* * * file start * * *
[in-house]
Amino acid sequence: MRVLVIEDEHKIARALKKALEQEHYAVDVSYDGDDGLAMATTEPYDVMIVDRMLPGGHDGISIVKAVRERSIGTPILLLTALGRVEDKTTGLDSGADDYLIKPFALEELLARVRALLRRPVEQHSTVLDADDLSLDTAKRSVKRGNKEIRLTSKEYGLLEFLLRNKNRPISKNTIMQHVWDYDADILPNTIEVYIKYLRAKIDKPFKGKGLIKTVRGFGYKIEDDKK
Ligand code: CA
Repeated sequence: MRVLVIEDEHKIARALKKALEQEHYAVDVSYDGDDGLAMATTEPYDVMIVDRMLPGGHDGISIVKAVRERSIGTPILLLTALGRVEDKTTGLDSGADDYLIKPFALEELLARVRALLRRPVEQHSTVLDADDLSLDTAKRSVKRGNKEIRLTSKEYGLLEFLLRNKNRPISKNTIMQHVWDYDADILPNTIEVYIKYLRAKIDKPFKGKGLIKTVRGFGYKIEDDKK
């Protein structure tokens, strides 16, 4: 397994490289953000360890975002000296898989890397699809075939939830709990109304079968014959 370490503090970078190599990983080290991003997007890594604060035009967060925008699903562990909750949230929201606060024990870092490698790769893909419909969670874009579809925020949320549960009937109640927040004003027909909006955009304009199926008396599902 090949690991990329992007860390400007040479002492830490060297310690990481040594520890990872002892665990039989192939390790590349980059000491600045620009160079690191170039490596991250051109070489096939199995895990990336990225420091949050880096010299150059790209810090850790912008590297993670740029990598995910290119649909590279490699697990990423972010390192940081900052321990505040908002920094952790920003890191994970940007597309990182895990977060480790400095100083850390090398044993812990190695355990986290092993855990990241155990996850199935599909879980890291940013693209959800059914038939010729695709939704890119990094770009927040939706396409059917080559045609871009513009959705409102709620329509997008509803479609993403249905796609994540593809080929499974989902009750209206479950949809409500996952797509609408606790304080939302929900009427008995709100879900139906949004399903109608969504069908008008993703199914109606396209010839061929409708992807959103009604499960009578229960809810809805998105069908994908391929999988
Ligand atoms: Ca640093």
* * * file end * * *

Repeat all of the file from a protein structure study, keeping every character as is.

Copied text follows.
[in-house]
Amino acid sequence: MRVLVIEDEHKIARALKKALEQEHYAVDVSYDGDDGLAMATTEPYDVMIVDRMLPGGHDGISIVKAVRERSIGTPILLLTALGRVEDKTTGLDSGADDYLIKPFALEELLARVRALLRRPVEQHSTVLDADDLSLDTAKRSVKRGNKEIRLTSKEYGLLEFLLRNKNRPISKNTIMQHVWDYDADILPNTIEVYIKYLRAKIDKPFKGKGLIKTVRGFGYKIEDDKK
Ligand code: CA
Repeated sequence: MRVLVIEDEHKIARALKKALEQEHYAVDVSYDGDDGLAMATTEPYDVMIVDRMLPGGHDGISIVKAVRERSIGTPILLLTALGRVEDKTTGLDSGADDYLIKPFALEELLARVRALLRRPVEQHSTVLDADDLSLDTAKRSVKRGNKEIRLTSKEYGLLEFLLRNKNRPISKNTIMQHVWDYDADILPNTIEVYIKYLRAKIDKPFKGKGLIKTVRGFGYKIEDDKK
């Protein structure tokens, strides 16, 4: 397994490289953000360890975002000296898989890397699809075939939830709990109304079968014959 370490503090970078190599990983080290991003997007890594604060035009967060925008699903562990909750949230929201606060024990870092490698790769893909419909969670874009579809925020949320549960009937109640927040004003027909909006955009304009199926008396599902 090949690991990329992007860390400007040479002492830490060297310690990481040594520890990872002892665990039989192939390790590349980059000491600045620009160079690191170039490596991250051109070489096939199995895990990336990225420091949050880096010299150059790209810090850790912008590297993670740029990598995910290119649909590279490699697990990423972010390192940081900052321990505040908002920094952790920003890191994970940007597309990182895990977060480790400095100083850390090398044993812990190695355990986290092993855990990241155990996850199935599909879980890291940013693209959800059914038939010729695709939704890119990094770009927040939706396409059917080559045609871009513009959705409102709620329509997008509803479609993403249905796609994540593809080929499974989902009750209206479950949809409500996952797509609408606790304080939302929900009427008995709100879900139906949004399903109608969504069908008008993703199914109606396209010839061929409708992807959103009604499960009578229960809810809805998105069908994908391929999988
Ligand atoms: Ca640093």